A major event in the parish's transition from a bedroom community of commuters to a more diverse and independent economic unit occurred in 2008 with the relocation of Chevron's regional corporate headquarters from downtown New Orleans to an office park outside of Covington.

Hurricane Katrina made its final landfall in eastern St. Tammany Parish. The western eye wall passed directly over St. Tammany Parish as a Category 3 hurricane at about 9:45 AM CST, August 29, 2005. The communities of Slidell, Avery Estates, Lakeshore Estates, Oak Harbor, Eden Isles and Northshore Beach were inundated by the storm surge that extended over 6 miles inland. The storm surge impacted all 57 miles of St. Tammany Parish's coastline, including Lacombe, Mandeville and Madisonville. The storm surge in the area of the Rigolets Pass was estimated at 16 feet, not including wave action, declining to 7 feet at Madisonville. The surge had a second peak in eastern St. Tammany as the westerly winds from the southern eye wall pushed the surge to the east, backing up at the bottleneck of the Rigolets Pass.

The Twin Spans of I-10 between Slidell and New Orleans East were virtually destroyed, and much of I-10 in New Orleans East was under water. The Lake Pontchartrain Causeway and the Highway 11 bridge, connecting the north and south shores of Lake Pontchartrain, were open only to emergency traffic.

Initial search and rescue operations were conducted south of Highway 190 from Lacombe east to the state line. Fire District No. 1 and the St. Tammany Parish Sheriff’s office evacuated over 3,000 people from flooded homes and rescued about 300 people in imminent danger. Radio communications among first responders functioned throughout the rescue period, but the 9-1-1 system was not operational for ten days. Utility services were not available anywhere in the parish. Generator power was available for hospitals and a special needs shelter. Hospitals were running at capacity on generator power.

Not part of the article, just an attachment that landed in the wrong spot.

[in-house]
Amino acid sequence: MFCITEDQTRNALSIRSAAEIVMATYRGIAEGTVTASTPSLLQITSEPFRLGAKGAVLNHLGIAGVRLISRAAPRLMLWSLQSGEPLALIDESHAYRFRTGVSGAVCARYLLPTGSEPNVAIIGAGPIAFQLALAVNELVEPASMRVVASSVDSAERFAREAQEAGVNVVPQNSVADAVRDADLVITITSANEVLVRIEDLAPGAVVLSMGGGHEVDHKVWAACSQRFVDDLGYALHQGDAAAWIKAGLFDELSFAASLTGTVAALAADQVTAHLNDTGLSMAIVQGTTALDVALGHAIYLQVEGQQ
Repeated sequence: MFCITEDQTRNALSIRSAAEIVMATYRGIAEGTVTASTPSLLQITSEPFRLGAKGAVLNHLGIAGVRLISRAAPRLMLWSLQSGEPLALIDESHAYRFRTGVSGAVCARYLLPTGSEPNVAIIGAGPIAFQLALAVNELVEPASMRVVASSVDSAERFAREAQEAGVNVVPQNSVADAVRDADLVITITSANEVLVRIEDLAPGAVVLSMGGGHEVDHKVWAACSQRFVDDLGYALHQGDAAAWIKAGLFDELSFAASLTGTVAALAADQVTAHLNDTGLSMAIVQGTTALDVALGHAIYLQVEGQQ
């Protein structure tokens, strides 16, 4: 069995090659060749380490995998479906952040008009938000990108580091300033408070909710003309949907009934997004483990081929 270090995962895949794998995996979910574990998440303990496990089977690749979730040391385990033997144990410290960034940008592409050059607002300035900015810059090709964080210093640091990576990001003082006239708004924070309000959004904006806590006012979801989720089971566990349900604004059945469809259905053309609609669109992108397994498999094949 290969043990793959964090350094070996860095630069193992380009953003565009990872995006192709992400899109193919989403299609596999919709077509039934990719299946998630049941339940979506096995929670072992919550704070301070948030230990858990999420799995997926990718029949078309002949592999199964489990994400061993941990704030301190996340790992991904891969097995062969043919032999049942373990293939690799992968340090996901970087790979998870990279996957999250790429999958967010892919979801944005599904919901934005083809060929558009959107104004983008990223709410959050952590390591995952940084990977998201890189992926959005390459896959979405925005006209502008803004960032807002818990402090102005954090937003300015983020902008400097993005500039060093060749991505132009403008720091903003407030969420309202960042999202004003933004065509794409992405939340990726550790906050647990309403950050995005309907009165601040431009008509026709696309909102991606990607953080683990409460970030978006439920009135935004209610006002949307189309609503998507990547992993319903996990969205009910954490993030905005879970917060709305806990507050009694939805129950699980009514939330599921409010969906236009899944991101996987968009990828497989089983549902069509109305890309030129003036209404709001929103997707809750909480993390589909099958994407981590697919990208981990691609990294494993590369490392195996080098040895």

The hurricane-force winds toppled trees and telephone poles parish-wide, blocking all transportation routes. Land debris cleanup continued into 2007, with over 6.6 million cubic yards collected. Debris cleaning in waterways continued at least through 2009. Hurricane Katrina damaged 48,792 housing units in St. Tammany Parish from flood waters, high winds, or both.

The parish has a total area of 1,124 square miles, of which 850 square miles is land and 279 square miles (24.79%) is water. The population recorded in the 1900 Federal Census was 52,906 . The 2010 census recorded 83,384 residents in the Parish.

Neigboring parishes and counties are Washington Parish (north), Pearl River County, Mississippi (northeast), Hancock County, Mississippi (east), Orleans Parish (south), Jefferson Parish (southwest), and Tangipahoa Parish (west). Communities in the parish include Covington, Mandeville, Slidell, Abita Springs, Madisonville, Pearl River, Folsom, Sun, Eden Isle, and Lacombe.

 

 

 

 St. Tammany Parish Records


Birth Records - The Louisiana State office maintains records for 100 years after the date of birth. Birth records are considered confidential for the first 100 years. For current information on who may obtain a birth record as well as how to submit a request visit the Office of Public Health, Vital Records Registry website or write to them at PO Box 60630, New Orleans, LA 70160.

Birth records older than 100 years are available through the Louisiana State Archives, 3851 Essen Lane, Baton Rouge, LA 70809. (225) 922-1000.

 

Death Records - The Louisiana State office maintains records for 100 years after the date of death. Death records are considered confidential for the first 100 years. For current information on who may obtain a death record as well as how to submit a request visit the Office of Public Health, Vital Records Registry website or write to them at PO Box 60630, New Orleans, LA 70160.

Death records older than 100 years are available through the Louisiana State Archives, 3851 Essen Lane, Baton Rouge, LA 70809. (225) 922-1000.

 

Marriage Records - For current information on how to submit a request for a certified copy of an Orleans Parish marriage record less than 50 years old, see the Louisiana Office of Public Health Director, Vital Records and Statistics website or write to PO Box 60630, New Orleans, LA 70160.

Certified copies for the parish are issued by Clerk of Court. For the address of the parish Clerk of Court visit the St. Tammany Parish Important Addresses page.

Marriage records over 50 years are stored by the Louisiana State Archives, 3851 Essen Lane, Baton Rouge, LA 70809. (225) 922-1000.

 

Divorce Records - To obtain current information on how to submit a request for a certified copy of divorce records contact the Clerk of Court. For the address of the parish Clerk of Court visit the St. Tammany Parish Important Addresses page.